The Presentation accounts for 15%. The other 5% of this grade is comprised of your Cover Letter & Abstract, together.
Cover Letters & Abstracts will be submitted (along with the presentation file) two ways:
- Post on our OpenLab site, with an abstract in the body post, which will be used to introduce your project to an outside audience. Upload the Cover Letter as a PDF to the post, and the Presentation as a PPT. Clearly label your files.
- Submit three distinct files to Dropbox (presentation file, abstract as a Word doc, Cover Letter as a Word doc, all clearly labeled).
An important component of this research project is your reflection on it.
This individual reflection should be 1-2 pages, single-spaced (addressed to me, as in “Dear Professor Belli” … no formal headings/letter formatting necessary), reflecting on what you learned during the process of developing/researching/writing/revising your Final Research Project, including: choosing your topic; draft/revising research proposals; researching; creating (drafting/revising) your in-class presentation; in-class discussions/workshops/reviews; conferences with me; meetings with librarians & tutoring (if applicable). Just like you have done for Essays 1 and 2, the key is critical and thoughtful reflection. What did you learn from this project/process? What did you struggle with? What went well? How did you develop as a writer/thinker? (etc.)
Each person will submit her reflection on OpenLab (it will be the first pages of your Write-Up), so it will be public. Therefore, it should be an honest reflection about the successes (or lack thereof) of your research project, but with an awareness that this is a public document.
Your Final Project Reflection will be graded on the completeness, thoughtfulness, and quality of your reflection, and your ability to critically discuss your experiences researching and writing/revising for this project. Along with the Presentation and Abstract (discussed below)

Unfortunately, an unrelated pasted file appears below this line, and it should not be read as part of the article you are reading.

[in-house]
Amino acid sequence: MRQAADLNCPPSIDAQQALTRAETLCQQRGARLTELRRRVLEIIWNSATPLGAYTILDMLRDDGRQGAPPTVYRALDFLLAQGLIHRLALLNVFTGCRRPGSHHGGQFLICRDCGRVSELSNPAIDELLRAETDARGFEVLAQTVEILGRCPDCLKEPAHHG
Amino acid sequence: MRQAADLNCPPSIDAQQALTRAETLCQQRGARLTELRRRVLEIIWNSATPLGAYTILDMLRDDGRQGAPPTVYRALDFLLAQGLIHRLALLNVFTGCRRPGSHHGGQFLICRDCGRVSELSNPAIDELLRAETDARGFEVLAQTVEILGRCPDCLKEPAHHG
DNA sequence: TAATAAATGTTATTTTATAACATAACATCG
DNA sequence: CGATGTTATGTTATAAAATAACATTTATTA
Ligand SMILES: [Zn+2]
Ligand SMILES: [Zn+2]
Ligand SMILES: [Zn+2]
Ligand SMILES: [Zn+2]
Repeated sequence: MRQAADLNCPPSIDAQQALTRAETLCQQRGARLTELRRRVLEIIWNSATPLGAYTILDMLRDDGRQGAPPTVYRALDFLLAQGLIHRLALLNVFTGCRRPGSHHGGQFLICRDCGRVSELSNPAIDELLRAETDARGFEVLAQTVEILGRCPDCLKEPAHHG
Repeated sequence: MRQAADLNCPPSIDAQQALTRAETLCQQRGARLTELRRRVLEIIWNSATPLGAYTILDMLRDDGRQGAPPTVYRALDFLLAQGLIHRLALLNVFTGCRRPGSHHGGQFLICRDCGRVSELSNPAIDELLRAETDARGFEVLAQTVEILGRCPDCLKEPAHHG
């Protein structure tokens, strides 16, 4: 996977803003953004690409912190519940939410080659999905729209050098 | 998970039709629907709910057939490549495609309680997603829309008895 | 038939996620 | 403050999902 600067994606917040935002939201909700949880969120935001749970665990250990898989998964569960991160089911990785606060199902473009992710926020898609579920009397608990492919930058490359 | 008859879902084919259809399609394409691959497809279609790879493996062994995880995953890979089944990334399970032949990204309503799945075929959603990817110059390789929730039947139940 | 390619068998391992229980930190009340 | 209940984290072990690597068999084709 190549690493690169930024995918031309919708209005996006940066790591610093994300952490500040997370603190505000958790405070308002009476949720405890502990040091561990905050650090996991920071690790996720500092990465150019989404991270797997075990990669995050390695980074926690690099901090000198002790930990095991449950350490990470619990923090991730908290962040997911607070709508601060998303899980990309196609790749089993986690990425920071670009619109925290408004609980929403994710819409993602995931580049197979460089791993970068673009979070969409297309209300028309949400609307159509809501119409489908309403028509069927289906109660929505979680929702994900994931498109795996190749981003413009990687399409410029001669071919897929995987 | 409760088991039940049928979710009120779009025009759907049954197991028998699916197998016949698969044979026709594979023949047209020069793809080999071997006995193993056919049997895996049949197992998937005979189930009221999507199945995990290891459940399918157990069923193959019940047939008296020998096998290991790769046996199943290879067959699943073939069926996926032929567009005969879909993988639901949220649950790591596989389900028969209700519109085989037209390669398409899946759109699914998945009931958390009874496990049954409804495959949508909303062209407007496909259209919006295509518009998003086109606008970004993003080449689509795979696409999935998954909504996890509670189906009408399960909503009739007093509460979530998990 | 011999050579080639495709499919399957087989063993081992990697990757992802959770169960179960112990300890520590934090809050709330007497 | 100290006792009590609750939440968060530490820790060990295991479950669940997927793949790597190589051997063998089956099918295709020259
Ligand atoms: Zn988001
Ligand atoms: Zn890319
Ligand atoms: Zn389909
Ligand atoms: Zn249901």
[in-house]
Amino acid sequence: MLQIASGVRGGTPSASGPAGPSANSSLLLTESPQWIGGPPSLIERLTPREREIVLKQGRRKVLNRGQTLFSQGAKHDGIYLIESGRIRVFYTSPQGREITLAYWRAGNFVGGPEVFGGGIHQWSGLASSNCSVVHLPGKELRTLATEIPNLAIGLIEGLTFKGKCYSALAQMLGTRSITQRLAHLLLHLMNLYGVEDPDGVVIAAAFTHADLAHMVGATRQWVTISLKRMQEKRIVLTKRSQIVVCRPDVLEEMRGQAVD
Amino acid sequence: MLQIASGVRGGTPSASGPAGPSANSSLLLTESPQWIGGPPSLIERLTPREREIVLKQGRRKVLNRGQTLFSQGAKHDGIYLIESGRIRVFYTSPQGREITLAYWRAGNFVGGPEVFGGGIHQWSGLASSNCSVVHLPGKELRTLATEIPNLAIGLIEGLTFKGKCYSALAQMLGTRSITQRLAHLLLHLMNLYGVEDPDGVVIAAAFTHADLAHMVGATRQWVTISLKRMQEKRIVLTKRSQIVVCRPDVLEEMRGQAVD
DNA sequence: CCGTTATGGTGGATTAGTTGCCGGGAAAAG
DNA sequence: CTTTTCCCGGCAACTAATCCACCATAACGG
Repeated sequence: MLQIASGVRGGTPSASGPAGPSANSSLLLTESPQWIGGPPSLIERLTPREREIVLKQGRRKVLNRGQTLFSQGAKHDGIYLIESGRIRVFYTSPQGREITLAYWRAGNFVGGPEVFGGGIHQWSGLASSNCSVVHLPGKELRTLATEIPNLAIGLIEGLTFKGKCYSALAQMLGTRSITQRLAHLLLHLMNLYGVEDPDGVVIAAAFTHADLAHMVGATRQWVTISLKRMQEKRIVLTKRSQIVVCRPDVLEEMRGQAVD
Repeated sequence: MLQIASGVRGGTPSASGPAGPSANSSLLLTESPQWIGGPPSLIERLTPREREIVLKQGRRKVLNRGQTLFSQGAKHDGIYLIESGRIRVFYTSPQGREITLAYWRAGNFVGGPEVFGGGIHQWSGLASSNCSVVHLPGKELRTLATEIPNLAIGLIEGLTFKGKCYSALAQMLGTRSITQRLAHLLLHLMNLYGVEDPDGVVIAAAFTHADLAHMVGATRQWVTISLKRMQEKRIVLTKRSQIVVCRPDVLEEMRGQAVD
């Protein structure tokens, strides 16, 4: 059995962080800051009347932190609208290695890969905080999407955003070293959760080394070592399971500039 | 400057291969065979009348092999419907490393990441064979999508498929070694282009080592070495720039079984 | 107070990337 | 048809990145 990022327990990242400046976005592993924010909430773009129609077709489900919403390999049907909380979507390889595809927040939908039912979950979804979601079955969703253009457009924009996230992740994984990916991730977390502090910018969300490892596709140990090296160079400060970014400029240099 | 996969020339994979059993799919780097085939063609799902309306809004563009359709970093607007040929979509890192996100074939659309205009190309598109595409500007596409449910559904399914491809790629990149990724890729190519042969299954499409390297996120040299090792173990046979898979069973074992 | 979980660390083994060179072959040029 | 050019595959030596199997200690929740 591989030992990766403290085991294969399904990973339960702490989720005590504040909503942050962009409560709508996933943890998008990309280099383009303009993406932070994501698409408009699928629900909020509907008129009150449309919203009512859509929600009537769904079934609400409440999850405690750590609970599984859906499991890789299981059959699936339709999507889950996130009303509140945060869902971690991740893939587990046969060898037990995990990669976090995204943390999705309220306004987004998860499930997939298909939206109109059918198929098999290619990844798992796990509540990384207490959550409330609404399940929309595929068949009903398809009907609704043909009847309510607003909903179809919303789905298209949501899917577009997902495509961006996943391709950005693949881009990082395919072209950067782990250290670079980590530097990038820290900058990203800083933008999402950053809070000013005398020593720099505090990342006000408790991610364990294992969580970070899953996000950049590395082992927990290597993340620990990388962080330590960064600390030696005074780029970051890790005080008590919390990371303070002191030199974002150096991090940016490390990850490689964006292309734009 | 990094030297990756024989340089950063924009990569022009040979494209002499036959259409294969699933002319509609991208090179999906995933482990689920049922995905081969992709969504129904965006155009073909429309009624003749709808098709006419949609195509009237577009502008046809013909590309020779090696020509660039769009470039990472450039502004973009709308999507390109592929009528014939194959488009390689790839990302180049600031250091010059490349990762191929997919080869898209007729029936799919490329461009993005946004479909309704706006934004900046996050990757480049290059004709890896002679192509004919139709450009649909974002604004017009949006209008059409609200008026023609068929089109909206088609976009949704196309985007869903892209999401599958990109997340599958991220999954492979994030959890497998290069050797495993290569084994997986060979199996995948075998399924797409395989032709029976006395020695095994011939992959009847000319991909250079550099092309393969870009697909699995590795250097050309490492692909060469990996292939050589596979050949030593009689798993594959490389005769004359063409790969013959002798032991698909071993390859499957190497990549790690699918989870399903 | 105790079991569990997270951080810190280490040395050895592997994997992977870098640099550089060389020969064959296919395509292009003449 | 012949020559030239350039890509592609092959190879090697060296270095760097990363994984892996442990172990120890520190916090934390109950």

1. Your abstract should be very specific/clear. Although you will first start out by brainstorming ideas and getting a handle on your research, the final draft of your research abstract should do more than just provide a general idea of your project and list a few questions. Before turning in the final draft of your final project on Tu 5/25, you should have a clear idea of what your research question is, your thesis statement/argument, what the main issues at stake are, important points to discuss, etc. Think about it this way: if you were going to send your paper to a journal for publication and they asked you to send a summary of your work (not your whole paper), what would you tell them so that your argument/point is very clear and concise? What kinds of information would you not need to include?
2. Don’t use the 1st person (I, me, my, we, our, us) or the 2nd person (you, your, yours), unless necessary (in which case, don’t “overuse it”). State your argument/ideas in a formal/impersonal/authoritative way.
3. Minimize the “interest” section of your proposal. Since you have already spent some time researching your project, it is clear that you are invested in it and you don’t need to spend too much time explaining why (it should be clear from the rest of your proposal what exactly you are interested in with this topic).
4. Make sure that you have connections among your various points, sentences, and paragraphs. Don’t just list one point after the next (stacking up details) without considering their connection to another and to your overall argument. Your proposal must be coherent, connect the dots for your readers, and answer the “so what?” question. Don’t be afraid to “give away” your ideas here … that is what you want to do. And as always, be as specific as possible (you don’t want to leave questions unanswered, statements vague/general, etc.).
5. Eliminate any unnecessary “behind-the-scenes” narration; don’t spend time telling stating, “When I first started, I was going to do this topic, but then I changed my mind and … .” This type of conversation is OK for the initial stages of the proposal, but in this final draft you should just present your project as it stands now (not the process you went through to get to this point).
6. Similarly, for the section on the research you’ve done already, don’t waste time stating, “My research looked at databases, and I searched on google.com, and I found some good books.” Instead, actually tell your readers what your research has taught you (content).
7. This final draft should be updated significantly from you previous proposals. Just like when you revise an essay you also must update the outline that accompanies it, here too you must update your proposal as your research progresses/solidifies.
Your thinking will likely change as you write the first draft of the project and then revise to the final draft. This is OK (and good!). You do not have to stick to exactly what you originally proposed in your first draft of your proposal. Change is a natural part of the writing/learning process.
8. Abstracts should be ~350 words, single-spaced (1-2 paragraphs).